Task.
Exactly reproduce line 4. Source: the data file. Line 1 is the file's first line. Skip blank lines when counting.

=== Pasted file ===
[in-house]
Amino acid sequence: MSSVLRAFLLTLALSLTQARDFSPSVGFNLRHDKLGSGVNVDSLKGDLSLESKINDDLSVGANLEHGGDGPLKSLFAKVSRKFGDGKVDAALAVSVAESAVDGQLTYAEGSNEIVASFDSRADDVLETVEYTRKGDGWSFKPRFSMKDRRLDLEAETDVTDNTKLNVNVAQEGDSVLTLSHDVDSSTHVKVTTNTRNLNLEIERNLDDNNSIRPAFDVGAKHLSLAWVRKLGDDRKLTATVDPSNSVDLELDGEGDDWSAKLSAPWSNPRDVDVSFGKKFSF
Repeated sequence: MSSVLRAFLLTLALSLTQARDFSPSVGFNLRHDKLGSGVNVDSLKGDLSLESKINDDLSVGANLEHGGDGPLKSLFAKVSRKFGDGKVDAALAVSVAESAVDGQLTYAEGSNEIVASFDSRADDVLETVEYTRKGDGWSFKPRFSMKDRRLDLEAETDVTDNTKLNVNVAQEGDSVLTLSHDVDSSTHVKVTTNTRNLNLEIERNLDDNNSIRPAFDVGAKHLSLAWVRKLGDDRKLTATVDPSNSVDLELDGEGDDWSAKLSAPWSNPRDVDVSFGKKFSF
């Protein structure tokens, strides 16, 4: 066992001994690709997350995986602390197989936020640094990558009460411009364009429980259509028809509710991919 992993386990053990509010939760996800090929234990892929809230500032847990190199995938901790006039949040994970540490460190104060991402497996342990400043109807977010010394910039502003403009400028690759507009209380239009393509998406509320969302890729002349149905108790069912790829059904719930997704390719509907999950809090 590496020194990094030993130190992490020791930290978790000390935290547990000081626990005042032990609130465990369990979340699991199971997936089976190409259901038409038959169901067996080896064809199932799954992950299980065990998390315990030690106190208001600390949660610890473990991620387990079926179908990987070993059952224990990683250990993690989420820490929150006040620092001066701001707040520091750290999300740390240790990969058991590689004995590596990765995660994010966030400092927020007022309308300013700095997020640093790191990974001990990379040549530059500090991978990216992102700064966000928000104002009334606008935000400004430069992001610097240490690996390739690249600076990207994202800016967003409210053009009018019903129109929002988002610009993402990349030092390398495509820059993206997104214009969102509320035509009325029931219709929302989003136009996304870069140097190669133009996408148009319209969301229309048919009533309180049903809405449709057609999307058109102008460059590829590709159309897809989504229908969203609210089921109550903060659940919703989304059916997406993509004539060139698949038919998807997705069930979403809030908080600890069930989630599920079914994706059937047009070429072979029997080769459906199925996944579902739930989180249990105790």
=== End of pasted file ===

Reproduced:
């Protein structure tokens, strides 16, 4: 066992001994690709997350995986602390197989936020640094990558009460411009364009429980259509028809509710991919 992993386990053990509010939760996800090929234990892929809230500032847990190199995938901790006039949040994970540490460190104060991402497996342990400043109807977010010394910039502003403009400028690759507009209380239009393509998406509320969302890729002349149905108790069912790829059904719930997704390719509907999950809090 590496020194990094030993130190992490020791930290978790000390935290547990000081626990005042032990609130465990369990979340699991199971997936089976190409259901038409038959169901067996080896064809199932799954992950299980065990998390315990030690106190208001600390949660610890473990991620387990079926179908990987070993059952224990990683250990993690989420820490929150006040620092001066701001707040520091750290999300740390240790990969058991590689004995590596990765995660994010966030400092927020007022309308300013700095997020640093790191990974001990990379040549530059500090991978990216992102700064966000928000104002009334606008935000400004430069992001610097240490690996390739690249600076990207994202800016967003409210053009009018019903129109929002988002610009993402990349030092390398495509820059993206997104214009969102509320035509009325029931219709929302989003136009996304870069140097190669133009996408148009319209969301229309048919009533309180049903809405449709057609999307058109102008460059590829590709159309897809989504229908969203609210089921109550903060659940919703989304059916997406993509004539060139698949038919998807997705069930979403809030908080600890069930989630599920079914994706059937047009070429072979029997080769459906199925996944579902739930989180249990105790």